For example, when we feel hungry but we are on a diet, we are able to suppress those hunger pangs. Similarly, when we feel sleepy but we are driving, we choose to stay awake because it is not the appropriate time to sleep. Dr. M. Scott Peck has a funnier (but true) way to describe this phenomenon in his book, Further Along the Road Less Traveled: The Unending Journey Towards Spiritual Growth.
People sometimes ask me the most impossible – for example. “Dr. Peck, what is human nature?” And because my parents raised me to be an obliging child, I try to come up with answers to such impossible questions, and first answer I give is: “Human nature is to go to the bathroom in your pants.”
It really is. That is exactly the way each one us started out, doing what came naturally and letting go whenever we felt like.
Further Along the Road Less Traveled: The Unending Journey Towards Spiritual Growth by Dr. M. Scott Peck
As proven by millions of potty training toddlers each day, we have the ability to influence our personal stimulus-response cycle. Because of the brain’s plasticity (ability to change and adapt), we are able to develop “neural pathways.” According to https://www.merriam-webster.com/, a neural pathway is “a series of connected nerves along which electrical impulses travel in the body.” This is an important concept in psychology because these neural pathways are our brains’ way of automatically responding to stimuli (which is received by one or more of our five senses).
For example, when I smell food (cue) after I have gone a few hours without any (cause), the response is usually a growling stomach (reaction). So, I decide to turn into a restaurant parking lot in response to my hunger pangs. As I prepare to turn, I observe a car speeding up (cue) to prevent me from turning first (cause). My automatic response is to become irritated, shake my fist, and yell, “you idiot!”(reaction) Get this, the only intentional or “conscious” decision I made in this process was to go to the restaurant. The rest was predetermined by the neural pathways I developed over time. This is one of our brain’s many efficient ways to save energy.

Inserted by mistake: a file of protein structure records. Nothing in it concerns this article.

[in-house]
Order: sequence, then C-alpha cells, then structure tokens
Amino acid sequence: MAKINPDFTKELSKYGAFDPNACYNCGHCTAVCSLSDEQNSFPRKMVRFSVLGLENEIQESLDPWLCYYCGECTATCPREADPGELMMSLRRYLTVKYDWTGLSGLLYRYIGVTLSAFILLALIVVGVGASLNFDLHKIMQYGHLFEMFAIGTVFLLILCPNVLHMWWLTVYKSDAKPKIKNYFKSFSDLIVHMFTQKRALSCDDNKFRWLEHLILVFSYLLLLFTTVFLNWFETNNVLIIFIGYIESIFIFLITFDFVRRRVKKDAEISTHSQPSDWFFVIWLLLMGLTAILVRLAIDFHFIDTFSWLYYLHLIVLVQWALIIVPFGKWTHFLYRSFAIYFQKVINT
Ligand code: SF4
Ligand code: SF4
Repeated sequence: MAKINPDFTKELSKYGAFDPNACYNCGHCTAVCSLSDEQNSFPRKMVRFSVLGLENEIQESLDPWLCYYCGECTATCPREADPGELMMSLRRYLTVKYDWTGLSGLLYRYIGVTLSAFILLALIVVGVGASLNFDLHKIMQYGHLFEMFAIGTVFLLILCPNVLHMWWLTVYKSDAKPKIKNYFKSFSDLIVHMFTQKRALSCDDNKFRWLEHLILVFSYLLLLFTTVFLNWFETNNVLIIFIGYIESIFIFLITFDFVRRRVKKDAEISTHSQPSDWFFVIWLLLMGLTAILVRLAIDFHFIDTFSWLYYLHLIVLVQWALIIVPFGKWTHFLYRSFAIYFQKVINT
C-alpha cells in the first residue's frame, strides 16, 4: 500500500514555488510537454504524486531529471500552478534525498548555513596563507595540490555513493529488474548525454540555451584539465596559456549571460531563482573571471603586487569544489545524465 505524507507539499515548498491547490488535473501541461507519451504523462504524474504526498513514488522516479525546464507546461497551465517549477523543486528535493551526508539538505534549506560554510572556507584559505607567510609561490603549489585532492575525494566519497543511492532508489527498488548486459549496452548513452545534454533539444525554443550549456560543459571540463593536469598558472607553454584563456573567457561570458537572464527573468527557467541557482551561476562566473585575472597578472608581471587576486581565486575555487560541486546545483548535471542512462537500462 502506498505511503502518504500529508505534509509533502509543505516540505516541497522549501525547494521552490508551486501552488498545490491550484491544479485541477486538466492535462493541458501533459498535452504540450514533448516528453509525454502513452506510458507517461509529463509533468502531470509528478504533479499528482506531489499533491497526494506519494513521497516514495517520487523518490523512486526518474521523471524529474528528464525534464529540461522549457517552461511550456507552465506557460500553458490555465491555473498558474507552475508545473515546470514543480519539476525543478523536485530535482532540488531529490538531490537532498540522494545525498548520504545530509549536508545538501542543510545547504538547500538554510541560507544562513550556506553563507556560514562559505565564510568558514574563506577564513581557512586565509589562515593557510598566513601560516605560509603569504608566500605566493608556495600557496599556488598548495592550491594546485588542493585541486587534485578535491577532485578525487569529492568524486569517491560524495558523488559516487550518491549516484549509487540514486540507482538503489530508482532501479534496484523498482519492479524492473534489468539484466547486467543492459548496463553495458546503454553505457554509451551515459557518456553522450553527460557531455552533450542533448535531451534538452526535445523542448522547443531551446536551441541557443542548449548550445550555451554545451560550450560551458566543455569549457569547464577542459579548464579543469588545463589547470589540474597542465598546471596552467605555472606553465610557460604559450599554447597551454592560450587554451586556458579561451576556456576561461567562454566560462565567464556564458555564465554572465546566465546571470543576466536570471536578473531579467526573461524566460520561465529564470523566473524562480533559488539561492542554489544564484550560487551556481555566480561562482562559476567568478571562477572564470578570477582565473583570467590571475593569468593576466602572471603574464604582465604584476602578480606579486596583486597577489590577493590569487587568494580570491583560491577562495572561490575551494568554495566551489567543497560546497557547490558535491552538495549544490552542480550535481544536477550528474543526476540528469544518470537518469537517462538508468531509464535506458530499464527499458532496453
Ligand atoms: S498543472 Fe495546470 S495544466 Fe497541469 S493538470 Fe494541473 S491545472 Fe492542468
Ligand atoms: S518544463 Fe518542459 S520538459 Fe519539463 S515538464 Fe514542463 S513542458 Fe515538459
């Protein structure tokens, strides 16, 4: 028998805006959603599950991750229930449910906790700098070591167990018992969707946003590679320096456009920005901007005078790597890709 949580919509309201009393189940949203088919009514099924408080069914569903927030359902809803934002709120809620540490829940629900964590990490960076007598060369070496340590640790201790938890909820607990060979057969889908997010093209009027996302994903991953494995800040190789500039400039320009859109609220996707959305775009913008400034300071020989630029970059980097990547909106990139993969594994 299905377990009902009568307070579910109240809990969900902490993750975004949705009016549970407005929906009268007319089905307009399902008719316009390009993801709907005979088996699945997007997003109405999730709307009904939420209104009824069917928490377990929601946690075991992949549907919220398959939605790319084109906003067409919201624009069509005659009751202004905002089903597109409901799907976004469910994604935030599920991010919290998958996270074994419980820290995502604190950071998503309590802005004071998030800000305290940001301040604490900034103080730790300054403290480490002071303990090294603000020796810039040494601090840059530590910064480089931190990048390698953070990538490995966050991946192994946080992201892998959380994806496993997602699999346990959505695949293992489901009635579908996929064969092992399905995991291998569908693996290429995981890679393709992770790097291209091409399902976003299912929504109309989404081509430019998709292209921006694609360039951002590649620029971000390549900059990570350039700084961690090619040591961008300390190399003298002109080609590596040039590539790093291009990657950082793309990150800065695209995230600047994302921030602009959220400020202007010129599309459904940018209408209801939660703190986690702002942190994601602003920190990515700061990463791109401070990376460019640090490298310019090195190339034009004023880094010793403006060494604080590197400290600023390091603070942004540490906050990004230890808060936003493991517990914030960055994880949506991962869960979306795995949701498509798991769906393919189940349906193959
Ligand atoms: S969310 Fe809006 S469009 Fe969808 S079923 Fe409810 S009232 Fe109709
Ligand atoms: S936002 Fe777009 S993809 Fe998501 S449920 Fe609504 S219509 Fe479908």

How to develop neural pathways to change our response to anger.
1. Take inventory. Identify cues (events that signal the brain to react), causes (reasons why the cues exist and trigger certain reactions), and reactions (the actions you take as a result of the cues).
For about a week, I want you to do the same thing I did in the above scenarios. Don’t cheat, justify, judge yourself, or change anything. Just record your cues, causes, and reactions to as many automatic processes as you can–especially those that ended with you being angry. If you happen to be driving at the time, turn on your voice recorder and do a voice log. Whatever you do, it is important that you capture as much data as possible.
2. Limit or eliminate the cues.
Of course this is easier said than done in some cases. In my above scenario, I cannot remove the people who will cut me off in traffic. It would be absurd for me to think or suggest otherwise. However, there are many other examples of cues we can either limit or eliminate. For example, I already know there are certain times of day where I will be hungry. If my goal is to avoid eating out to save money, perhaps I can avoid driving down “restaurant boulevard” during the times I’m likely to be hungry. This simple rerout will avoid the luring smells, giant pictures of food everywhere, and the entertaining guy with the sign advertising my favorite happy hour sale.
The book “Atomic Habits” by James Clear describes a similar concept to remove negative habits. Since we naturally gravitate towards the more convenient option, make it harder to encounter your negative cues.
3. Identify the cause.
This is the psychological step, and it feeds your cues. This step is extremely important because there are many cues you cannot limit or eliminate. Even if you could, I have always advocated for running towards something, not simply avoiding things. The cause is what gives your cue relevance. That’s why this step is arguably the most critical.
We can start with the most rudimentary example. I felt the urge to go use the bathroom (cue). Why? I am doing the gallon-a-day water challenge to ensure I get an adequate amount of water each day (cause). Of course, we know the reaction is to actually go to the bathroom.